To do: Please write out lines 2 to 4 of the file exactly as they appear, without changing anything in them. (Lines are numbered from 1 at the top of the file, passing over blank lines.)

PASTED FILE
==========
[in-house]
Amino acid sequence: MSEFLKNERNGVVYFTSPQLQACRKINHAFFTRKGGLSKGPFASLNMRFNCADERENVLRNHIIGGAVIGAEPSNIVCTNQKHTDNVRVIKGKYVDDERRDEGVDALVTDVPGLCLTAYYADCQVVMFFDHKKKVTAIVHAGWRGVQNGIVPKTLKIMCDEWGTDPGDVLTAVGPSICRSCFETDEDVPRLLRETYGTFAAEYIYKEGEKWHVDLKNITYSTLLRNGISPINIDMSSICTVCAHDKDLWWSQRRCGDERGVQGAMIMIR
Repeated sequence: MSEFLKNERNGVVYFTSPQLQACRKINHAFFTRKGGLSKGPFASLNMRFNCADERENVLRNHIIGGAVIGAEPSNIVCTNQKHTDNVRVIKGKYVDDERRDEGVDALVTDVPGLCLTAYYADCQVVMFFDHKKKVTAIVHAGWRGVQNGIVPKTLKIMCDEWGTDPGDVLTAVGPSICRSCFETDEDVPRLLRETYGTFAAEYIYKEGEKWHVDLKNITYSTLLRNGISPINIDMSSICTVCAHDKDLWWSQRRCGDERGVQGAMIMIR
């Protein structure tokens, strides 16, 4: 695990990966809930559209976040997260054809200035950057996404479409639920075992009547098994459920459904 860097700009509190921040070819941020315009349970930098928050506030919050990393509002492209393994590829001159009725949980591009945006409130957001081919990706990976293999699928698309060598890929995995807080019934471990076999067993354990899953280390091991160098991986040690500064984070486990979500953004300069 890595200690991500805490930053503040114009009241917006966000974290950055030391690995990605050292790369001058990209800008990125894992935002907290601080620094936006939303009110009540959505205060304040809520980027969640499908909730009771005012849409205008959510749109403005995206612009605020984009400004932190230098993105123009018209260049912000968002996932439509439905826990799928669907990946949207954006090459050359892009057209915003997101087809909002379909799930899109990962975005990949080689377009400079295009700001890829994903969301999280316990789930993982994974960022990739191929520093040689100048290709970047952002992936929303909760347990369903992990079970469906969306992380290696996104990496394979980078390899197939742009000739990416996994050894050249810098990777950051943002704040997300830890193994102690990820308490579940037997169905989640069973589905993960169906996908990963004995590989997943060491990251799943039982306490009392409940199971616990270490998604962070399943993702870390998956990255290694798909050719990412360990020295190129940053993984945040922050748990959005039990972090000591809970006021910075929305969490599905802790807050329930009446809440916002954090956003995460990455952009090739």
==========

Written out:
Amino acid sequence: MSEFLKNERNGVVYFTSPQLQACRKINHAFFTRKGGLSKGPFASLNMRFNCADERENVLRNHIIGGAVIGAEPSNIVCTNQKHTDNVRVIKGKYVDDERRDEGVDALVTDVPGLCLTAYYADCQVVMFFDHKKKVTAIVHAGWRGVQNGIVPKTLKIMCDEWGTDPGDVLTAVGPSICRSCFETDEDVPRLLRETYGTFAAEYIYKEGEKWHVDLKNITYSTLLRNGISPINIDMSSICTVCAHDKDLWWSQRRCGDERGVQGAMIMIR
Repeated sequence: MSEFLKNERNGVVYFTSPQLQACRKINHAFFTRKGGLSKGPFASLNMRFNCADERENVLRNHIIGGAVIGAEPSNIVCTNQKHTDNVRVIKGKYVDDERRDEGVDALVTDVPGLCLTAYYADCQVVMFFDHKKKVTAIVHAGWRGVQNGIVPKTLKIMCDEWGTDPGDVLTAVGPSICRSCFETDEDVPRLLRETYGTFAAEYIYKEGEKWHVDLKNITYSTLLRNGISPINIDMSSICTVCAHDKDLWWSQRRCGDERGVQGAMIMIR
């Protein structure tokens, strides 16, 4: 695990990966809930559209976040997260054809200035950057996404479409639920075992009547098994459920459904 860097700009509190921040070819941020315009349970930098928050506030919050990393509002492209393994590829001159009725949980591009945006409130957001081919990706990976293999699928698309060598890929995995807080019934471990076999067993354990899953280390091991160098991986040690500064984070486990979500953004300069 890595200690991500805490930053503040114009009241917006966000974290950055030391690995990605050292790369001058990209800008990125894992935002907290601080620094936006939303009110009540959505205060304040809520980027969640499908909730009771005012849409205008959510749109403005995206612009605020984009400004932190230098993105123009018209260049912000968002996932439509439905826990799928669907990946949207954006090459050359892009057209915003997101087809909002379909799930899109990962975005990949080689377009400079295009700001890829994903969301999280316990789930993982994974960022990739191929520093040689100048290709970047952002992936929303909760347990369903992990079970469906969306992380290696996104990496394979980078390899197939742009000739990416996994050894050249810098990777950051943002704040997300830890193994102690990820308490579940037997169905989640069973589905993960169906996908990963004995590989997943060491990251799943039982306490009392409940199971616990270490998604962070399943993702870390998956990255290694798909050719990412360990020295190129940053993984945040922050748990959005039990972090000591809970006021910075929305969490599905802790807050329930009446809440916002954090956003995460990455952009090739």